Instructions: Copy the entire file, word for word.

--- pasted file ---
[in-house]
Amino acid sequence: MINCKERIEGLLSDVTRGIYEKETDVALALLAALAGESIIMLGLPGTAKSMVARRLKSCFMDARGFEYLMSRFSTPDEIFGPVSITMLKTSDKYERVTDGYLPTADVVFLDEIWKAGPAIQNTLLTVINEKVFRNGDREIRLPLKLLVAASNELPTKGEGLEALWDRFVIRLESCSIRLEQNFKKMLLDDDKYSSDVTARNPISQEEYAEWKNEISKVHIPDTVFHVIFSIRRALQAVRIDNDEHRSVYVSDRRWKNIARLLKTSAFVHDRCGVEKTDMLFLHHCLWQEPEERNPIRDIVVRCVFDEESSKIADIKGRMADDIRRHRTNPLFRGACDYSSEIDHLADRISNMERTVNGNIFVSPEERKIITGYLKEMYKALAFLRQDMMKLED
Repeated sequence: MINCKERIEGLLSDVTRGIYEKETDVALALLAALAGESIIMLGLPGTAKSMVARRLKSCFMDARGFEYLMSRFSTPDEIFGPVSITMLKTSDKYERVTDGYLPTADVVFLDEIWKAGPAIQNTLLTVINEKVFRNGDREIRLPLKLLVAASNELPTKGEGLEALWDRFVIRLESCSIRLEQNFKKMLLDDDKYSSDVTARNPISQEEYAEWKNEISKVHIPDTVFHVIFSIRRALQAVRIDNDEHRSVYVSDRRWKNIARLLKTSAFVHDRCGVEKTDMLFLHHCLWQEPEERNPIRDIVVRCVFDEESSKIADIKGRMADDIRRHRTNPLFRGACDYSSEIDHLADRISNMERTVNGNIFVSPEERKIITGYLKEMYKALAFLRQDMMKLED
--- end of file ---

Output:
[in-house]
Amino acid sequence: MINCKERIEGLLSDVTRGIYEKETDVALALLAALAGESIIMLGLPGTAKSMVARRLKSCFMDARGFEYLMSRFSTPDEIFGPVSITMLKTSDKYERVTDGYLPTADVVFLDEIWKAGPAIQNTLLTVINEKVFRNGDREIRLPLKLLVAASNELPTKGEGLEALWDRFVIRLESCSIRLEQNFKKMLLDDDKYSSDVTARNPISQEEYAEWKNEISKVHIPDTVFHVIFSIRRALQAVRIDNDEHRSVYVSDRRWKNIARLLKTSAFVHDRCGVEKTDMLFLHHCLWQEPEERNPIRDIVVRCVFDEESSKIADIKGRMADDIRRHRTNPLFRGACDYSSEIDHLADRISNMERTVNGNIFVSPEERKIITGYLKEMYKALAFLRQDMMKLED
Repeated sequence: MINCKERIEGLLSDVTRGIYEKETDVALALLAALAGESIIMLGLPGTAKSMVARRLKSCFMDARGFEYLMSRFSTPDEIFGPVSITMLKTSDKYERVTDGYLPTADVVFLDEIWKAGPAIQNTLLTVINEKVFRNGDREIRLPLKLLVAASNELPTKGEGLEALWDRFVIRLESCSIRLEQNFKKMLLDDDKYSSDVTARNPISQEEYAEWKNEISKVHIPDTVFHVIFSIRRALQAVRIDNDEHRSVYVSDRRWKNIARLLKTSAFVHDRCGVEKTDMLFLHHCLWQEPEERNPIRDIVVRCVFDEESSKIADIKGRMADDIRRHRTNPLFRGACDYSSEIDHLADRISNMERTVNGNIFVSPEERKIITGYLKEMYKALAFLRQDMMKLED